Around 1938, Neel relocated uptown to Spanish Harlem, and the move seems to have freed her: She was at once isolated from the downtown art establishment and surrounded by a wealth of new subjects in the neighborhood tenements. One of her finest paintings from this period, "T.B. Harlem" depicts a Spanish neighbor convalescing from a tuberculosis operation. Neel paints the patient as a Christ figure, with a white chest bandage standing in for the stigmata. The young man's neck is elongated and bent, and his hand is placed lightly over the wound in his side. Here, in a departure from some of her earlier portraits, Neel reveals a profound sympathy for the fragility of flesh: Her depiction of the becalmed sufferer seems to take inspiration from the Mexican retratos del muertos, or "death portraits."
Neel's paintings of women also reveal a guarded empathy. In 1978, for instance, she painted Margaret Evans, nude and pregnant. The portrait, which is classically posed, shows Evans, belly hugely distended, serenely returning the viewer's gaze. In a mirror off to one side, though, her face, seen in profile, is creased with anxiety and exhaustion. Interestingly, the painting uses an optical effect similar to that of Manet's famous painting of the bar at the Folies-Bergère--though to radically different ends. Manet positioned his cold-eyed courtesan as another of Paris's pleasurable commodities, complete with a male customer gazing expectantly into the mirror behind the bar. Neel presents Evans in the full flush of maternity, while hinting at its attendant danger. Whereas Manet parodied the ogling of the male painter, Neel offers only Evans's level, unflinching gaze: Olympia beholds her own reflection.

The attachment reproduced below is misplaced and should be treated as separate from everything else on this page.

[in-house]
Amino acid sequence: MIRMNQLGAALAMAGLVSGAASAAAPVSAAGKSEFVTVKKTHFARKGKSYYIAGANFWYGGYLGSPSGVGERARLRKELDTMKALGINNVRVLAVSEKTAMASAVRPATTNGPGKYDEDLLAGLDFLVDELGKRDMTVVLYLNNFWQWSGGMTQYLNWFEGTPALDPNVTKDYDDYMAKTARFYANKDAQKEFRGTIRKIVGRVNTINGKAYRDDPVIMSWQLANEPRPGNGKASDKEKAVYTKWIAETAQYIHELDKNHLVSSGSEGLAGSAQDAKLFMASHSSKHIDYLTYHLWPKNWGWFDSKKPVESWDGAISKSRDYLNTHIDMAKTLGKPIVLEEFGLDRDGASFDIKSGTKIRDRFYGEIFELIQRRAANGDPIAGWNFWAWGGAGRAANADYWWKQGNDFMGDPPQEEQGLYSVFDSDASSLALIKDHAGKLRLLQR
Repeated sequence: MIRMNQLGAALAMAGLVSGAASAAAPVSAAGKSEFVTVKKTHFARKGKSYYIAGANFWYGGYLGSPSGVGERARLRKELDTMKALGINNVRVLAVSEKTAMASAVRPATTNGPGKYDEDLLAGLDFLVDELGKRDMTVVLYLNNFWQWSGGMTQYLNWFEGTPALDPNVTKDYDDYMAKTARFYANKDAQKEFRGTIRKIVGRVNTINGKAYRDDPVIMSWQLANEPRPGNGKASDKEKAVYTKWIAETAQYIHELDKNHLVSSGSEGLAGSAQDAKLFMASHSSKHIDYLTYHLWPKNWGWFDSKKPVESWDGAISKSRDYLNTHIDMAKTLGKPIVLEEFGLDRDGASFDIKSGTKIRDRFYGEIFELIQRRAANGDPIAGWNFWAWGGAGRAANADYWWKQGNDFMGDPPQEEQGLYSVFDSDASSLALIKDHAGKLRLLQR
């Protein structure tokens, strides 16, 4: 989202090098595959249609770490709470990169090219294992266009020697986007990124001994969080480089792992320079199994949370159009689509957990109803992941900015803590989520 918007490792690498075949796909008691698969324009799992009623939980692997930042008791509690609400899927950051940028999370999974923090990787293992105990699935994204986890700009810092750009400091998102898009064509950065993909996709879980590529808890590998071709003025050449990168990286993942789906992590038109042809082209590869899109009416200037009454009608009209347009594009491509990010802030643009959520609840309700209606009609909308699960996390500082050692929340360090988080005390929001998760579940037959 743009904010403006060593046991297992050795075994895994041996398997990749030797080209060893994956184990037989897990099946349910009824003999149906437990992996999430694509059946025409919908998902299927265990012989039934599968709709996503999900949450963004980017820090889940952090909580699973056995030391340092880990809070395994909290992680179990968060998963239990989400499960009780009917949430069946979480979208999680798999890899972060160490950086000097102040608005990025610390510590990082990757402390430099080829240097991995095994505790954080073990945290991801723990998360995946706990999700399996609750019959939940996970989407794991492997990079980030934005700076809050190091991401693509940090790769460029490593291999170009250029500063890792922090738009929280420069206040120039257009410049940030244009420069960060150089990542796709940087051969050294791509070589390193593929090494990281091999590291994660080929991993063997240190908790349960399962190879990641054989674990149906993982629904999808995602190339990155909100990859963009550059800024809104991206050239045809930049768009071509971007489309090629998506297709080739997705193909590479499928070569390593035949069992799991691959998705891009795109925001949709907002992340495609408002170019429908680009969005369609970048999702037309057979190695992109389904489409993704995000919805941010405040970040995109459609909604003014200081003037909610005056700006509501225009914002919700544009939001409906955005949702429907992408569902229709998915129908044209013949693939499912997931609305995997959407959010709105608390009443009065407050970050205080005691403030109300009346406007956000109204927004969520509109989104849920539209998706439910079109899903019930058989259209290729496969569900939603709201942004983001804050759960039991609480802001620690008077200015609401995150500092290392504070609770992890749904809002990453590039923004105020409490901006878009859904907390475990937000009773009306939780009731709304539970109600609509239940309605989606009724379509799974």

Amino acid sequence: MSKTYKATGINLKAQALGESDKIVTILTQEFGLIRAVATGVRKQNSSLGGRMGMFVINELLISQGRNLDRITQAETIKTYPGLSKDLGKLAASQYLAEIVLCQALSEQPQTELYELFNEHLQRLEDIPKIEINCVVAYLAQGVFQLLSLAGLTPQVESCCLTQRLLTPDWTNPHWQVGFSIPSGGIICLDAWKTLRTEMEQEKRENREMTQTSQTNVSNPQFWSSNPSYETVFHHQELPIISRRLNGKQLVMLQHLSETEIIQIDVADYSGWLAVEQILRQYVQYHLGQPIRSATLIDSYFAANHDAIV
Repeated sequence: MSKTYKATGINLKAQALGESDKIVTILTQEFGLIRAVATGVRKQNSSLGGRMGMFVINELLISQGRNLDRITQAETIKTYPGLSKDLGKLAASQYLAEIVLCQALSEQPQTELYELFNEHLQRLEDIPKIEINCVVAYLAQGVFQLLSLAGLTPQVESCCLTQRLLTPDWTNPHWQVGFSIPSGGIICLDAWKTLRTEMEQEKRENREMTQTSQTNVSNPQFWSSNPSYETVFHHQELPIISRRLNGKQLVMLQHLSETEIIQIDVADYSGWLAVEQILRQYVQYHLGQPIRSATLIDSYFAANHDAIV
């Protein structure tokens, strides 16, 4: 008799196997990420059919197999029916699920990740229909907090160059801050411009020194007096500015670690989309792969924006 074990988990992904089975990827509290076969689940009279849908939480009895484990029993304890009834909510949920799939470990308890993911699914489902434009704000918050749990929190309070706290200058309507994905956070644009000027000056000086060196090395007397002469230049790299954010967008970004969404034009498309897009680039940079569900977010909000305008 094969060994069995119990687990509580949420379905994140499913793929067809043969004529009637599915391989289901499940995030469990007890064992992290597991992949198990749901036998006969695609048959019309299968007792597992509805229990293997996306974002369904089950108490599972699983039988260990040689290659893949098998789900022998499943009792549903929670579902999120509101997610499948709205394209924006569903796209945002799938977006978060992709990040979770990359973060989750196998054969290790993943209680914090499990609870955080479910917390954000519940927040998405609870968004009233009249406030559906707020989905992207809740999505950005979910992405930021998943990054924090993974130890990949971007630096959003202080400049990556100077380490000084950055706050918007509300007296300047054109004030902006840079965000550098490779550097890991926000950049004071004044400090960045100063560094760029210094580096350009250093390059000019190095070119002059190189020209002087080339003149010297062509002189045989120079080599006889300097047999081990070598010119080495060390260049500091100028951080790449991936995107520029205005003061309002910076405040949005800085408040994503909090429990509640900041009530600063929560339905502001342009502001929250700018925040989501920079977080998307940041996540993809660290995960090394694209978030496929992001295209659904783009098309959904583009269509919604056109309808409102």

Oddly, although Neel occasionally painted glimpses of herself into her early work, she didn't turn her gaze inward until near the end of her life. When she did finally produce a self-portrait, at age 80, her eyesight was failing and gravity had worked its course. Her body, like those of her subjects, had begun to deteriorate and sag earthward. Yet the portrait remains one of Neel's bravest works. In it, she is seated in a chair, calm and composed despite her unlovely nudity. Her expression recalls the last line to another Joseph Mitchell story (spoken by an aging circus sideshow performer): "If the truth was known, we're all freaks together."
Yet, while apparently acquiescing gracefully to old age and the grave, Neel allows herself one flourish: One of her hands, painted as a skeletal addendum to her soft body, still grips a paintbrush. That hand bespeaks a well-earned vanity: Neel made something that would last, and she knew it.